Mandrill
Overview
The mandrill is a primate
Primate
A primate is a mammal of the order Primates , which contains prosimians and simians. Primates arose from ancestors that lived in the trees of tropical forests; many primate characteristics represent adaptations to life in this challenging three-dimensional environment...

 of the Old World monkey
Old World monkey
The Old World monkeys or Cercopithecidae are a group of primates, falling in the superfamily Cercopithecoidea in the clade Catarrhini. The Old World monkeys are native to Africa and Asia today, inhabiting a range of environments from tropical rain forest to savanna, shrubland and mountainous...

 (Cercopithecidae) family, closely related to the baboon
Baboon
Baboons are African and Arabian Old World monkeys belonging to the genus Papio, part of the subfamily Cercopithecinae. There are five species, which are some of the largest non-hominoid members of the primate order; only the mandrill and the drill are larger...

s and even more closely to the drill
Drill (mammal)
The Drill is a primate of the family Cercopithecidae , closely related to the Baboons and even more closely to the Mandrill.-Description:...

. Both the mandrill and the drill were once classified as baboons in genus Papio
Baboon
Baboons are African and Arabian Old World monkeys belonging to the genus Papio, part of the subfamily Cercopithecinae. There are five species, which are some of the largest non-hominoid members of the primate order; only the mandrill and the drill are larger...

, but recent research has determined they should be separated into their own genus
Genus
In biology, a genus is a low-level taxonomic rank used in the biological classification of living and fossil organisms, which is an example of definition by genus and differentia...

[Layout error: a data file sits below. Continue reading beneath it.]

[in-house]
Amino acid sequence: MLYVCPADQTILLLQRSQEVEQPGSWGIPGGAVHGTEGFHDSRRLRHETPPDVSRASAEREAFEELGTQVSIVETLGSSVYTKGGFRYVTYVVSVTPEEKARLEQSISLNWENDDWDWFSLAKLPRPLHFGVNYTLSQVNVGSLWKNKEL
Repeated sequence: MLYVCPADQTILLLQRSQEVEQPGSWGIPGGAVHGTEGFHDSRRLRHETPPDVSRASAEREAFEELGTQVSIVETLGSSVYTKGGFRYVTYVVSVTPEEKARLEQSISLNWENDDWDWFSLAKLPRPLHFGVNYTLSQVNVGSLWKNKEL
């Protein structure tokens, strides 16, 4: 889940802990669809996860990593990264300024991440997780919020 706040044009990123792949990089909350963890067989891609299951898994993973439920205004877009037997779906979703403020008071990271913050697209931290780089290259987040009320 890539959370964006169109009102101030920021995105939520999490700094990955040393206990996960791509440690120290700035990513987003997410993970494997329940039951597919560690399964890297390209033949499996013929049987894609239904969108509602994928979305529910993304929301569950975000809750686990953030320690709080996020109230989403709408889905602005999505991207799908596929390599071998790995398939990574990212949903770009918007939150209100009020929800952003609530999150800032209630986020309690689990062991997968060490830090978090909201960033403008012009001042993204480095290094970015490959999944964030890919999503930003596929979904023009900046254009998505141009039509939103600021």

, Mandrillus
Mandrillus
Mandrillus is the genus of the mandrill and its close relative the drill. These two species are closely related to the baboons, and until recently were lumped together as a single species of baboon. Both Mandrillus species have long furrows on either side of their elongated snouts. The adult male...

. The mandrill is the world's largest species of monkey. Charles Darwin
Charles Darwin
Charles Robert Darwin FRS was an English naturalist. He established that all species of life have descended over time from common ancestry, and proposed the scientific theory that this branching pattern of evolution resulted from a process that he called natural selection.He published his theory...

 wrote, "no other member in the whole class of mammals is coloured in so extraordinary a manner as the adult male mandrills".
The mandrill is perhaps the most colorful primate.
Encyclopedia
The mandrill is a primate
Primate
A primate is a mammal of the order Primates , which contains prosimians and simians. Primates arose from ancestors that lived in the trees of tropical forests; many primate characteristics represent adaptations to life in this challenging three-dimensional environment...

 of the Old World monkey
Old World monkey